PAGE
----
Rather than reading the Bible through the eyes of modern secularism, this provocative six-part course teaches you to read the Bible through its own eyes—as a record of God’s dealing with the human race. When you read it at this level, you will discover reasons to worship God in areas of life you probably never before associated with “religion.”
© Charles A. Clough 1997
Charles A. Clough
Biblical Framework Series 1995–2003
Part 4: Disciplinary Truths of God’s Kingdom
Chapter 1: The Golden Era of Solomon: The Discipline of Blessing
Lesson 73 – God’s Rules for Kingship, Lessons from Solomon
18 Dec 1997
Fellowship Chapel, Jarrettsville, MD
Let’s get into the continuity of Solomon. I want to cover a lot of material tonight, by way of review and to put some of this stuff that we’ve learned in the golden era of Solomon into perspective. One of the things we can’t emphasize enough is to think in terms of the progress of revelation, that God administers history like a teacher administers lessons, one after another. History has a progress, revelation has a progress, and there’s coherence to the way God works. We’re in this golden era of Solomon, shortly we’ll get into the decline of the kingdom, and the fall of the kingdom. That’s coming up, but right now we’re at this golden era of Solomon and we are trying to visualize that era, the big ideas behind what was going on in God’s mind for that era in biblical history, the time frame running 900-1000 BC.
We want to go to the notes on page 10 and turn to Deuteronomy 17:17. In Deuteronomy 17 we have the control for the king. We said when the monarchy was established that it was not a totalitarian institution; it was an institution underneath the authority of Scripture. We said the importance of that is that that means that all political institutions, biblically speaking, are under the authority of the Word of God. There’s no such thing as a secular non-biblical institution in God’s sight. Obviously there are pagan societies with the institution. That’s not what we’re saying. We’re saying that any claim by any government by any king by any administration that they are the supreme authority is a false claim. If the king of Israel could not claim for himself divine unction in his legislative and policy making, who else could possibly claim that?
Here you have the model kind programmed in a box, and that’s why this passage in Deuteronomy 17 is very important, there are a lot of political implications here, this is not just religious spiritual literature. There are deep political implications to this, that the king of all kings of all societies of all history, the one kingship that was called into existence by a direct intervention of God was not permitted absolute authority. His authority was derivative of a prior authority in God. We covered this with David, verses 15-16, “you shall surely set a king over you whom the LORD your God chooses, one from among your countrymen you shall set as king over yourselves; you may not put a foreigner over yourselves who is not your countryman.” This is after they decided they wanted a king like all the other nations and God says I’ll give you a king but it’s going to be a king according to My way of thinking.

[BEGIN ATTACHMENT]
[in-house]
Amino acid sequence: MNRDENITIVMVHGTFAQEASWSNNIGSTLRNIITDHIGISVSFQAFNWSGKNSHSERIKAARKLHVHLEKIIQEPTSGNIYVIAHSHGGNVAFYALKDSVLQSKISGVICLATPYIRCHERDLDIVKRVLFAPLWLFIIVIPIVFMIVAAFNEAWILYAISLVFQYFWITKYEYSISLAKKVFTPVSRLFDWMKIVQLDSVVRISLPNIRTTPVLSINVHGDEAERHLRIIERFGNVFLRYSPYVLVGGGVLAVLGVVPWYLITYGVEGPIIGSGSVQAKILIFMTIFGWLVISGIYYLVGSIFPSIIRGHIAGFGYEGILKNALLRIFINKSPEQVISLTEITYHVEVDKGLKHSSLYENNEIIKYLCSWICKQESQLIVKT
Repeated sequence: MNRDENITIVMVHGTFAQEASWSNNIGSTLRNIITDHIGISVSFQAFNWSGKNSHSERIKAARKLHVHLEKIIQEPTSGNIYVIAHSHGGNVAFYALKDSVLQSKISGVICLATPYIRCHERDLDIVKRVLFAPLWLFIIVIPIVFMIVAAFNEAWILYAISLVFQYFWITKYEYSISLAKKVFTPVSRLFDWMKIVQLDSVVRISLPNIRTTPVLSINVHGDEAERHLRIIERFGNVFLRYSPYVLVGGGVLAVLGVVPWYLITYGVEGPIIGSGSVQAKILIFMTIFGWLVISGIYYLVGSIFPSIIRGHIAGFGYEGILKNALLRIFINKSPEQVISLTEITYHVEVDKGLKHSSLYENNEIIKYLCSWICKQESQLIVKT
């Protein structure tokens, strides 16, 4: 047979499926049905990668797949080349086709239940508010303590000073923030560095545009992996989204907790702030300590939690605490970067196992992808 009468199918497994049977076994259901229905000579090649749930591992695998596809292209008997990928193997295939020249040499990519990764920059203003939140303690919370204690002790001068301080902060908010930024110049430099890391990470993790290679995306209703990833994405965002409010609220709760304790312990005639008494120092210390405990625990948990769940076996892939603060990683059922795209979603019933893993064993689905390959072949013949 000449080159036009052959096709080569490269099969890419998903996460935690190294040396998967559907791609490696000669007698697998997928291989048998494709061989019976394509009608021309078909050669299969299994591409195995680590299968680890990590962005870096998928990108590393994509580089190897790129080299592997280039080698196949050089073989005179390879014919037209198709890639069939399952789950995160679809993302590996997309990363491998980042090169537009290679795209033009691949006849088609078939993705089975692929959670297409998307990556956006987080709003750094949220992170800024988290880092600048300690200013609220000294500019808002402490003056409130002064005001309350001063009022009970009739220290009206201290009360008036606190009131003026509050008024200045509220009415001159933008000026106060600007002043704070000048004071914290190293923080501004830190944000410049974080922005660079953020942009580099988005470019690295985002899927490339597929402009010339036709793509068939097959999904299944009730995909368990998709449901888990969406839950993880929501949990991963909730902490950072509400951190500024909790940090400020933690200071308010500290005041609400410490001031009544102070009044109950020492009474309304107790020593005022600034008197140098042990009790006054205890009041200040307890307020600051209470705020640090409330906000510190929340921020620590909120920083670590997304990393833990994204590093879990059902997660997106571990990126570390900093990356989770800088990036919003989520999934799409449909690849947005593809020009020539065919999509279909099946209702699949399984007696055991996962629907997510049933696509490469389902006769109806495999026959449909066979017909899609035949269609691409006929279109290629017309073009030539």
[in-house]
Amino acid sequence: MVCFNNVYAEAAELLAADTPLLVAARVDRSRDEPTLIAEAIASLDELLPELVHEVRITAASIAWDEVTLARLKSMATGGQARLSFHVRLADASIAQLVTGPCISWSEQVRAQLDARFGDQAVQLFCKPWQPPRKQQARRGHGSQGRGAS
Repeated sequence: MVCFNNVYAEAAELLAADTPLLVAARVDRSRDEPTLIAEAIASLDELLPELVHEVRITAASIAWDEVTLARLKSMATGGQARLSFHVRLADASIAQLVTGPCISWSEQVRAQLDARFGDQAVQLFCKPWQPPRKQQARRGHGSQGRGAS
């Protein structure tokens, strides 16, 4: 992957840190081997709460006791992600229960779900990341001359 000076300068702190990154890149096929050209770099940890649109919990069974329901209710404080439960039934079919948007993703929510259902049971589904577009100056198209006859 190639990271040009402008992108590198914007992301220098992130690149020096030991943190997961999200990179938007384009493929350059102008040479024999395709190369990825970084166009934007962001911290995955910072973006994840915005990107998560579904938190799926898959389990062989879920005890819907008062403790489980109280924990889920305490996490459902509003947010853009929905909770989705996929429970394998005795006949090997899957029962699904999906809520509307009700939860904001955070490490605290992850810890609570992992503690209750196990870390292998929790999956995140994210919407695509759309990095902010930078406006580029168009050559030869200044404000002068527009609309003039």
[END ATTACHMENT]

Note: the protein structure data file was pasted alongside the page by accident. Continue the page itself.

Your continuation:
Verse 16, “Moreover, he shall not multiply horses for himself” that’s an expression for power, horses were the military weapons of the day, they were the best weapons of the day, the “high-speed” weapons of the day, today we would say armor, but horses represented not only military power, they represented political prestige, “nor shall he cause the people to return to Egypt,” in other words, there was supposed to be a separation and this plays a role in what we’re going to say about the rot that Solomon started in the culture, “to multiply horses, since the LORD has said to you, ‘You shall never again return that way.’”
Verse 17, “Neither shall he multiply wives for himself, lest his heart turn away; nor shall he greatly increase silver and gold for himself.” Then the admonition, verses 18-19 which prescribes daily, every day, every day, a daily exercise on the part of the supreme political ruler, he is to study the Word of God. There’s the model of a political leader. Every day he is supposed to be in the Word of God. [Verse 18, “Now it shall come about when he sits on the throne of his kingdom, he shall write for himself a copy of this law on a scroll in the presence of the Levitical priests.  And it shall be with him, and he shall read it all the days of his life, that he may learn to fear the LORD his God, by carefully observing all the words of this law and these statutes;  that his heart may not be lifted up above his countrymen and that he may not turn aside from the commandment, to the right or the left; in order that he and his sons may continue long in his kingdom in the midst of Israel.”]
That’s the model for the highest authority that God ever directly authorized in history. You argue from the greater to the lesser; if that’s the control placed upon the greater king, then what are the controls placed on the lesser kings. The pagan society with a pagan king with a pagan governmental authority is in rebellion against this standard, inherently rebellious, in principle rebellious against this standard. That’s the setting.